Thursday, August 17, 2006


4 out of 5 stars

Dinner by CandlelightDinner Pic


My good friend and foodie, Anna, went with me on our culinary quest for new restaurant haunts. This one is called Lemuria, a cozy restaurant tucked in Horseshoe village. Proprietress Marina Bru Schroeder says that they intend on keeping the privity of this establishment, but I think this gastronomic delight won't remain secret for long. Word-of-mouth has spread like wildfire, and blogs like Anton's have done full-length reviews on it.

Lemuriaq signI, for one, have heard raves about this place, which I downplayed so that I wouldn't end up disappointed in case they overcompensated the descriptions. Folks, there's no room for exaggeration, after all --- this is the new hole-in-the-wall DATE find! The descending driveway to the restaurant is reminiscent of Antonio's, though on a smaller scale since it's right smack in the city. Candlelit stairwells lead to the entrance with "Lemuria" discreetly placed on the side of the wall. In fact, one would not see this sign from the outside, with only two other cornersigns from the street saying "The Winery" to indicate their wine cellar found in the restaurant's basement.


The interior is small, fitting only around 20 people. It looks much larger, though, because they put an entire wall-length mirror to one side, and the grilled arches leading to the kitchen also have mirrors in it. The design is very "French Bistro," with just the right amount of yellow light to make you feel as if the entire room's bathed with candlelight. Service is prompt and responsive, mainly because there are more waiters than necessary (but heck, for the amount you're paying, who cares?).

Appetizersand Salads MenuMain Course Menu

We both started with fresh grape shakes and soup. Anna had the "Mushroom and Gruyere," while I had the "Tomato Consomme flavored with Tea." The shake was average, probably a little better than Cibo's because the grape skin was less perceptible. On the other hand, their soup (or mine, at least) was a winner! The clear broth tasted refreshing but savoury at the same time. I was worried that the tea would not mix well with the tomato consomme, but somehow, they made it work. Its presentation was just as delectable --- the clear brown consomme contrasting well with the reds of the diced tomato, greens of the alfalfa sprouts and yellow of the small mounds of cheese.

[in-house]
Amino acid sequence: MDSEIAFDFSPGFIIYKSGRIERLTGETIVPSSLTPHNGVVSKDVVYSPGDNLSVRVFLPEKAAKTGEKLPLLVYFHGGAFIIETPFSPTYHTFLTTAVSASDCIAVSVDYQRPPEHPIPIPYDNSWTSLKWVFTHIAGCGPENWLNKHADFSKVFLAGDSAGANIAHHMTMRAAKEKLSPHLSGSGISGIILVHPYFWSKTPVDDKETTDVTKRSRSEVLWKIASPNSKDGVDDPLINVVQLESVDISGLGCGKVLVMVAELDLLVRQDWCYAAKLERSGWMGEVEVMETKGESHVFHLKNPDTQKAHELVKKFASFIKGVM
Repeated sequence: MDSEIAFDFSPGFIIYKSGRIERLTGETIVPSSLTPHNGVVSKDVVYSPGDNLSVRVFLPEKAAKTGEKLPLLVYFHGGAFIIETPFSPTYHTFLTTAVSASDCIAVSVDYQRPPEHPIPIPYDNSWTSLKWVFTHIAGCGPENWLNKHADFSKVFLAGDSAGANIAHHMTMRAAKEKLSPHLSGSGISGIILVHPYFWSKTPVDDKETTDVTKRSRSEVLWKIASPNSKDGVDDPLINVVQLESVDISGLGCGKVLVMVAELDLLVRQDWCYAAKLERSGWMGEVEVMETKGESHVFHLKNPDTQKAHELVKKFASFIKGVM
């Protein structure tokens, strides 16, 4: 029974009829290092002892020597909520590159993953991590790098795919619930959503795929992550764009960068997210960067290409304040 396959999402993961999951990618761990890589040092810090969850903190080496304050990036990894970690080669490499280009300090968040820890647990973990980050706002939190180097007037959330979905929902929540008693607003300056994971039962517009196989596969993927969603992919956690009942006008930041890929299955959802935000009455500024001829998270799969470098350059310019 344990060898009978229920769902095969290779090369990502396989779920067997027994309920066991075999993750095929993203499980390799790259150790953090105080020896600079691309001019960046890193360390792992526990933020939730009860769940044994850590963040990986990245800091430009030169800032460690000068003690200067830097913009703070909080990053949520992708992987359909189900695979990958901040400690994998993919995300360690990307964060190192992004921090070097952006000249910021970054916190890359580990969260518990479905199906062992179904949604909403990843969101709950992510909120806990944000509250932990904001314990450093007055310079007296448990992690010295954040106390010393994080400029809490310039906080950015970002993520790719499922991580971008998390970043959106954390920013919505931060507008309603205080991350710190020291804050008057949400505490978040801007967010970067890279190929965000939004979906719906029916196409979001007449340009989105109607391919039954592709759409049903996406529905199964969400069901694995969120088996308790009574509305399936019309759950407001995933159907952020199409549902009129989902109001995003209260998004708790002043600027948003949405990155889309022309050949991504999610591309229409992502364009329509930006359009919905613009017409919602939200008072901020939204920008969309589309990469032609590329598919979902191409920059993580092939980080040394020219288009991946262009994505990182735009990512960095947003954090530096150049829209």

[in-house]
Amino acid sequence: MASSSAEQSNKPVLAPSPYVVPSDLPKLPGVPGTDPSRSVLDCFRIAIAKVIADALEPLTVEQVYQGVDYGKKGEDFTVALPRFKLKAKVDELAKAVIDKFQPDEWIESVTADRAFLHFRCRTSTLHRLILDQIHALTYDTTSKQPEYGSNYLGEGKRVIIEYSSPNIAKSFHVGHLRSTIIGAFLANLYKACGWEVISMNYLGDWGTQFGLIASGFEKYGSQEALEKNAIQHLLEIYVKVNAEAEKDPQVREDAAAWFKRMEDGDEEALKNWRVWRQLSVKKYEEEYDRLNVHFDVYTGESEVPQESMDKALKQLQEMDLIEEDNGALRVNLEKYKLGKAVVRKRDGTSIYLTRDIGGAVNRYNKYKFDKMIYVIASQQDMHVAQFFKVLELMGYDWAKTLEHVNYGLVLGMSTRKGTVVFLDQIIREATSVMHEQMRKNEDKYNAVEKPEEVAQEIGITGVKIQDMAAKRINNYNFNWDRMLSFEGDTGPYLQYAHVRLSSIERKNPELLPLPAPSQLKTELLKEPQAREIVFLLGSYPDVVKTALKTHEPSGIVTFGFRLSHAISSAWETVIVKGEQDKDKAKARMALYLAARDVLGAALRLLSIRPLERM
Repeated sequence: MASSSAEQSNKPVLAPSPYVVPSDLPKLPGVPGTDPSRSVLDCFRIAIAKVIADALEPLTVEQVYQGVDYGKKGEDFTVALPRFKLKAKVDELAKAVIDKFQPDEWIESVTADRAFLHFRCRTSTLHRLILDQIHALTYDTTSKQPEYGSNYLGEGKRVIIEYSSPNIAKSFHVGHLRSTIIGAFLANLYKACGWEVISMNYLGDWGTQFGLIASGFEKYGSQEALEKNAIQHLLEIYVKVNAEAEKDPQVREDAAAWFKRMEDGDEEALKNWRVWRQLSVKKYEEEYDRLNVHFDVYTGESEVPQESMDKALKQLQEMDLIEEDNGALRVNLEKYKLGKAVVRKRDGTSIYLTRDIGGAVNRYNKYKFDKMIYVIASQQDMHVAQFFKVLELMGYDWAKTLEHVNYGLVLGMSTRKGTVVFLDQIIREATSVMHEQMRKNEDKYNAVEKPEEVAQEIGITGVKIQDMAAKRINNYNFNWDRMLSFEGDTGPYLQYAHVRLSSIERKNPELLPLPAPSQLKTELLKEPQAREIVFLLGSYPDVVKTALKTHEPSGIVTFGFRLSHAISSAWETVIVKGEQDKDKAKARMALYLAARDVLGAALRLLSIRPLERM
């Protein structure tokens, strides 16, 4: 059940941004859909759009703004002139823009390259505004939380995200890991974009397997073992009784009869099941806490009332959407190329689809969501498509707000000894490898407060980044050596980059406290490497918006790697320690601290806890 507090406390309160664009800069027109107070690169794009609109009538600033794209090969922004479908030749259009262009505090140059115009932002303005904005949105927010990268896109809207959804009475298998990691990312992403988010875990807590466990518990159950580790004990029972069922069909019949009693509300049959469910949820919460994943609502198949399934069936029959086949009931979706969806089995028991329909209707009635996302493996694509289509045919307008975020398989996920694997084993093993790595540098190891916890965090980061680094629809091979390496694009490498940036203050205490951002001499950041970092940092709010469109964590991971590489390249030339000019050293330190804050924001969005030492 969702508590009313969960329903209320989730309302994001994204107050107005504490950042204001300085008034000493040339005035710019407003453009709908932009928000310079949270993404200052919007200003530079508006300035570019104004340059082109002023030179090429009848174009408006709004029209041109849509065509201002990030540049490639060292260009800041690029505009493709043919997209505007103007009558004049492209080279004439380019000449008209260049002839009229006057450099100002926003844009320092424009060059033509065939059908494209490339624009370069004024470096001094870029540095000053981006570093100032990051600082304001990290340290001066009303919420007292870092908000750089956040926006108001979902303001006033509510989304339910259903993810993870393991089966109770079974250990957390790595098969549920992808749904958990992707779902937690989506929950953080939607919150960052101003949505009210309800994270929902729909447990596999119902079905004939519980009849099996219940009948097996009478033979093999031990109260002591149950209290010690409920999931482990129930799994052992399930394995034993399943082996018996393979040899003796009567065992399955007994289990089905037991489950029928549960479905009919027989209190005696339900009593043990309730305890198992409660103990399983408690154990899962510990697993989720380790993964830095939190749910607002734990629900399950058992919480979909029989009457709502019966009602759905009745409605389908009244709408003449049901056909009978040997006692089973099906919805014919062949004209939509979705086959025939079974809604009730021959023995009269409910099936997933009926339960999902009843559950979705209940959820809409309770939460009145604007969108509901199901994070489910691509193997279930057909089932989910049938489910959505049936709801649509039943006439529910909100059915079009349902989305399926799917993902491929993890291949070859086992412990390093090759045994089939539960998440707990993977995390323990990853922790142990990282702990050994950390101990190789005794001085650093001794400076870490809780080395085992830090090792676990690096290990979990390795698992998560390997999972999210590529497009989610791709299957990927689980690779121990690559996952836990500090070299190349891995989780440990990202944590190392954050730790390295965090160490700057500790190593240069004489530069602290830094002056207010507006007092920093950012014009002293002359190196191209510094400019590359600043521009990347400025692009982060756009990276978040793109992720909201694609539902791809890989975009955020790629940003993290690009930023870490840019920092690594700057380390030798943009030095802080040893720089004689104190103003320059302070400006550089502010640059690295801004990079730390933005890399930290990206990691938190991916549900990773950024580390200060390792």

AnnaGraeyFor main, Anna had the "Grilled Salmon, Corn and Mushroom Crepe with Spinach." She said the fish was good, along with the "deceiving" crepe because it was heartier and more filling than how it actually looked. My "Veal Chop, Sweetbread and El Shallot Sauce" was also delicious, but not extraordinary. The veal wasn't too tender, such that I had to request for a steak knife, while its siding of mashed potatoes was forgettable. What redeemed it was the sweetbread (viand made of the thymus/pancreas of calves) which didn't have a bad aftertaste that usually comes from bad prepping/quality. It blended well with the shallot gravy and the cocktail onions, where the latter were surprisinlgy fresh and not pickled.

Grilled SalmonVeal Chops

The "Valrhona Chocolate Souffle with Mandarin Orange Glacee" was literally and figuratively the dinner's icing on the cake! They bake it fresh so it's a 15-minute wait. The wait is worth it though, considering how nice and tasty the dessert was! The souffle was crunchy on the outside and gooey on the indside, just as how every souffle and lava cake should be. The orange glacee (almost like ice cream, but mixed with merengue) was piled creatively on top of a triangular sugar crust that was supported by small mango scoops. Hardened caramel drizzle, a shaved white chocolate triangle, a fluted brown chocolate stick and a fanned strawberry completed this colorful dish. At first I didn't think that the orange cream would pair well with the chocolate, but the glacee's taste was so mild that it didn't overpower the souffle at all. It was actually a little too mild for my taste because I never even tasted the mandarin oranges at all. But anyway, the dessert still tasted great, and I guess that's all that counts, even with all the mile-long phrases they put into the menu to define one dish.
Valrhona Chocolate Souffle

A meal would probably cost 600 to a grand without the frills, depending on the entree that you order. But in a place like this, you might as well go all out and order from appetizers to dessert, which would cost you around 1500-2000 a head with shake. It would probably cost around 2000 to a little more if you accompany your meal with a bottle of wine, depending on the number of guests and the quality of wine. Their wines are extensive (they have a wine cellar, after all!) , and according to anton's blog, their reislings are recommended. Since we were just two and I didn't want to get just their house wine, we settled for a rain check. We'll be sure to come back with our Pinot Noirs and Sauvignon Blancs! In the meantime, we'll be hitting the gym burning off that dinner. No regrets.

Lemuria PART 2

Closed on Mondays
Lemuria & The Winery
5 Julieta Circle, Horseshoe Village
Quezon City

7245221; 7222185; 7245192; 7215352
mob: 09175250129

Su, M, T, W, Th, F, Sa: 10:00 am - 9:00 pm

Dinner Pic 2


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